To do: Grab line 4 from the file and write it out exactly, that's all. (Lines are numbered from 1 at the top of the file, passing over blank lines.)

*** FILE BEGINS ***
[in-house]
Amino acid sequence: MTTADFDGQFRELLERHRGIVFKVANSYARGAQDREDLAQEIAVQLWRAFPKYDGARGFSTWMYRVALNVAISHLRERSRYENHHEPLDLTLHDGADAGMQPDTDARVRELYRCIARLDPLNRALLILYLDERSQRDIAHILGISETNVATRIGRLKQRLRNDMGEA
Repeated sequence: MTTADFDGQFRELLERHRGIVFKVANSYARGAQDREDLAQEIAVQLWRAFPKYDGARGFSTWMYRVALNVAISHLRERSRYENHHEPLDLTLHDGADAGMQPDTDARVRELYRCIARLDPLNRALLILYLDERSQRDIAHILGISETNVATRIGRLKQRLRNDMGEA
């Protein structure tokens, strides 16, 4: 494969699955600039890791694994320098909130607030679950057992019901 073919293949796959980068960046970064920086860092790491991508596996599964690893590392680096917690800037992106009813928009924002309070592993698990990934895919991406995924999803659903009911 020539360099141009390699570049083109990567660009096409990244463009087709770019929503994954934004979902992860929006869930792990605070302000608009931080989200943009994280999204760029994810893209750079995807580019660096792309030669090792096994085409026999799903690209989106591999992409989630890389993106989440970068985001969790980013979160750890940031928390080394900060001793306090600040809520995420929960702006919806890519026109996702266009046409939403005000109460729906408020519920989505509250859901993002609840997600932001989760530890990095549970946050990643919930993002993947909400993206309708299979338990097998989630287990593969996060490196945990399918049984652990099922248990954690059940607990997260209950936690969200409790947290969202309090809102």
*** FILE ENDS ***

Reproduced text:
């Protein structure tokens, strides 16, 4: 494969699955600039890791694994320098909130607030679950057992019901 073919293949796959980068960046970064920086860092790491991508596996599964690893590392680096917690800037992106009813928009924002309070592993698990990934895919991406995924999803659903009911 020539360099141009390699570049083109990567660009096409990244463009087709770019929503994954934004979902992860929006869930792990605070302000608009931080989200943009994280999204760029994810893209750079995807580019660096792309030669090792096994085409026999799903690209989106591999992409989630890389993106989440970068985001969790980013979160750890940031928390080394900060001793306090600040809520995420929960702006919806890519026109996702266009046409939403005000109460729906408020519920989505509250859901993002609840997600932001989760530890990095549970946050990643919930993002993947909400993206309708299979338990097998989630287990593969996060490196945990399918049984652990099922248990954690059940607990997260209950936690969200409790947290969202309090809102």